• Dr Ruth Briant-Jones

Erectile Dysfunction: A Growing Issue



Erectile dysfunction (ED) is another of those 'taboo' topics that people don't like to talk about. Classed as an 'embarrassing' problem, it's one that many men keep to themselves. And, it is many men; studies reporting major difficulties with getting and maintaining an erection demonstrate numbers from around 5% - 25% of men under the age of 40, with minor to moderate issues occurring in up to 40% of men under 40. Those numbers rise with age; around 50% of men aged 50+ are believed to experience ED.


As part of my work, I run a lifestyle medicine clinic for an andrology clinic based on Harley Street. Andrology is the study of male hormones. As such, I see a large number of men suffering with ED. It's a major problem - not just in terms of the physical difficulties it causes, but in terms of the psychological impact it has too. According to the research, the numbers suffering with it are rising. So why is this?


ED is caused by a number of issues, including psychosexual, anatomical and hormonal problems. In the vast majority, however, ED is caused by something called endothelial dysfunction. The endothelium is the thin internal layer of cells found lining all of the arteries in the body, including within the penis. The endothelial cells play a vital role in the function of the arteries, releasing (amongst other things) substances that cause the artery to constrict or dilate. For an erection to happen, the arteries supplying blood to the penis need to relax (dilate) to increase blood flow, and once there is an increased amount of blood in the penis, there is compression of the veins (which carry the blood away from the penis), which means that the blood stays in the penis and an erection is maintained. When the endothelial layer starts to function incorrectly, those messages telling the artery to dilate or constrict don't get through, and so an erection cannot happen. As our society and lifestyle have changed, so too has the prevalence of this problem. Evidently, the way many of us live is negatively impacting our health, and ED is a prime example of this.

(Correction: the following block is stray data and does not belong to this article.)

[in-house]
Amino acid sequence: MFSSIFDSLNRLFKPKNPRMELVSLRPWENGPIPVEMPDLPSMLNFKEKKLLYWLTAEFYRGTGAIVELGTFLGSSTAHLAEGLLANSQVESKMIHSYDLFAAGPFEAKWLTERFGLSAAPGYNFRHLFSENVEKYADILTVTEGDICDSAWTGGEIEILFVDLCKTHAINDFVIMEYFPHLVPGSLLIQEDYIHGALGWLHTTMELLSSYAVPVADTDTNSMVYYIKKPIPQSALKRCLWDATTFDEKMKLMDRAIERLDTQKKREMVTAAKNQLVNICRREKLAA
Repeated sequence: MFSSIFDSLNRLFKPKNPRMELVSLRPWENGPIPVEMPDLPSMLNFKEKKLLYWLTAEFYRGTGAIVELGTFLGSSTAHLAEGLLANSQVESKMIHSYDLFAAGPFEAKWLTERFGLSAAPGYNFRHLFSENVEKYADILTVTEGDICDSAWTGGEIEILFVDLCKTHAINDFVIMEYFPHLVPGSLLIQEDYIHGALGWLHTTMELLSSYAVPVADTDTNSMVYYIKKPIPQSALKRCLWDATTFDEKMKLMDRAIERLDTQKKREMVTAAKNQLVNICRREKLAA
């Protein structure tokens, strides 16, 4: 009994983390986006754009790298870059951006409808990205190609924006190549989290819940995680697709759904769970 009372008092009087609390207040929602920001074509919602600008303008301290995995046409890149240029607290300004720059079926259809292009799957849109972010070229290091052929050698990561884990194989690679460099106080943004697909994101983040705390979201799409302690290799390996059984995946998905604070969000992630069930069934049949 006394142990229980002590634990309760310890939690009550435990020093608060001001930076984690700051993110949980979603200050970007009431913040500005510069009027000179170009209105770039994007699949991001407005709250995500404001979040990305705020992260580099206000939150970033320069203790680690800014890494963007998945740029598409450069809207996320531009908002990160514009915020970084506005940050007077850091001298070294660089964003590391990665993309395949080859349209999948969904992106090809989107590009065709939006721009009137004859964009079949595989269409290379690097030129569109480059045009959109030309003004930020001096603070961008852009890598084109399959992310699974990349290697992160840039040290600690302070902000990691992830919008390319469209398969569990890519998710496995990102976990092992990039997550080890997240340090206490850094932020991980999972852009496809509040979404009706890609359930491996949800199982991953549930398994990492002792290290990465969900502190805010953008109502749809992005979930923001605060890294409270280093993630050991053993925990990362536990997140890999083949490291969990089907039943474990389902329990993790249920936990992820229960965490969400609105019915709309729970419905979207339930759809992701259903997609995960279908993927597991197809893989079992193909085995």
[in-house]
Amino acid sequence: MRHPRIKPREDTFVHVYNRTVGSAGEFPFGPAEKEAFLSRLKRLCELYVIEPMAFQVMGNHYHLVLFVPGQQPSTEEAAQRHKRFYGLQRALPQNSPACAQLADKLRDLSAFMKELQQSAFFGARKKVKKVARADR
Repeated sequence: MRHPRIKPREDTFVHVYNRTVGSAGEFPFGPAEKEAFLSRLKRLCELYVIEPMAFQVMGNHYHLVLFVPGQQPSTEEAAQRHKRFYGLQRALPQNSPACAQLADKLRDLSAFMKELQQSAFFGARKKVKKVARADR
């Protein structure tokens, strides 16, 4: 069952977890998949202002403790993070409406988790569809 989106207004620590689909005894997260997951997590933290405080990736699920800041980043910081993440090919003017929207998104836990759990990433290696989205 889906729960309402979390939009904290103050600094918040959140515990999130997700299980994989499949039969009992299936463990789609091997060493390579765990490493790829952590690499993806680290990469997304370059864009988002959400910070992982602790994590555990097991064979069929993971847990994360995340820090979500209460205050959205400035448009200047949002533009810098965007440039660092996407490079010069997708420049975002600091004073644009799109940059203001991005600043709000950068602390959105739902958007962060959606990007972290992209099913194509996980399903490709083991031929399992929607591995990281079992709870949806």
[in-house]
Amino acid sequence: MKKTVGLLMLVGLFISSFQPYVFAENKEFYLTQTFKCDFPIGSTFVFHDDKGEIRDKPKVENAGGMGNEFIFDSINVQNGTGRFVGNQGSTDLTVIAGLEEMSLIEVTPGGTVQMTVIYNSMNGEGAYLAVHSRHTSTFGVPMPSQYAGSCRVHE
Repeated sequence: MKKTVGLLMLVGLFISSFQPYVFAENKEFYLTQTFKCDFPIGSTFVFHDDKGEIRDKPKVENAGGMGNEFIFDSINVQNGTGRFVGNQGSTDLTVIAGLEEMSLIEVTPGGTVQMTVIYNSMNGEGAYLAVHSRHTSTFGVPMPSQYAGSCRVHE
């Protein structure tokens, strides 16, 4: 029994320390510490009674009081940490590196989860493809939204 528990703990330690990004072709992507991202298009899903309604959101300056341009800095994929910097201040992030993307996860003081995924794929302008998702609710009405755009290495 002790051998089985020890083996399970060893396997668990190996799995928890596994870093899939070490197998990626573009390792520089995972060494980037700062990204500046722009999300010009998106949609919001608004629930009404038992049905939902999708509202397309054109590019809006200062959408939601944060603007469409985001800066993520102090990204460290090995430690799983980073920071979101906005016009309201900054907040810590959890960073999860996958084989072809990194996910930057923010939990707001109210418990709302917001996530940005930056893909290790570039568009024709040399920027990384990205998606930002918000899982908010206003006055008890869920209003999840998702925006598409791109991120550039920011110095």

Endothelial dysfunction is one of the first signs of cardiovascular disease. So, any of the habits or factors you might associate with heart disease are implicated here:


- smoking

- poor diet

- obesity

- lack of exercise

- high stress

- + many more



These lifestyle factors cause oxidative stress on endothelial cells, and they start to not function properly, releasing less nitric oxide, which is what is required to make the artery dilate. Other conditions such as diabetes or high blood pressure are also associated with endothelial dysfunction.


All sounds pretty dire, I know. The good news is that endothelial dysfunction can be reversed. And, ED can be a very valuable warning sign that some lifestyle factors need to be addressed before any other cardiovascular conditions develop. Given how much ED affects those who suffer with it, it's good motivation to make those lifestyle changes.


So, some top tips to tackle ED:


1. Smoking: Stop smoking. This is a major cause of oxidative stress and endothelial dysfunction - and it's terrible for our health in general.


2. Alcohol: Reduce your alcohol intake if it's excessive (sorry). While moderate alcohol consumption is associated with improved endothelial dysfunction, excess consumption has the opposite effect. Stay within the recommended weekly amount as a general guide (14 units/week).


3. Exercise: Exercise often, including strength training. This strengthens your cardiovascular system, reduces sarcopenia (muscle loss associated with ageing), and improves mood. All important in ED.


4. Weight: If you are overweight, lose the excess. Excess fat puts more stress on your system, alters your hormonal balance, and puts you at higher risk of high blood pressure, diabetes, and a myriad of other conditions.


5. Diet: Eat a balanced diet, with plenty of fruit and vegetables. I don't prescribe to extreme diets, cutting out major food groups, but different approaches work for different bodies and cultures. If, for example, going low carb works for you, do it.


6. Stress: If you're constantly stressed, your hormone levels change, and you are prone to making less healthy choices. Add some time to your schedule to consciously de-stress. Re-connect with an old hobby, find a new one, or simply find some quiet time for yourself.


7. Medication/supplements: You may be considering or may have used medication such as Viagra. While this can be effective, it is not tackling the cause of the problem, and realistically without tackling the root cause, the problem will only get worse. Supplements, in conjunction with these core lifestyle changes, may help restore your endothelial function. These will always be based on your personal factors though, so I won't make generic recommendations here.


Erectile dysfunction is seen by many men I speak to as an unsolvable issue, one that is too embarrassing to talk about, and therefore something that must be something that is suffered with silently. Take heart though; working on lifestyle changes can really make a big difference to this condition - and in making these changes, you could well be significantly reducing the risks of developing a whole host of other conditions too.

Are you suffering with erectile dysfunction? Ready to tackle it once and for all? A consultation with a lifestyle medicine specialist could help. To arrange a free scoping call, book online now. In person and virtual consultations are available.

  • Grey LinkedIn Icon
  • Grey Twitter Icon
  • Grey Facebook Icon

©2018 by Ruth Briant-Jones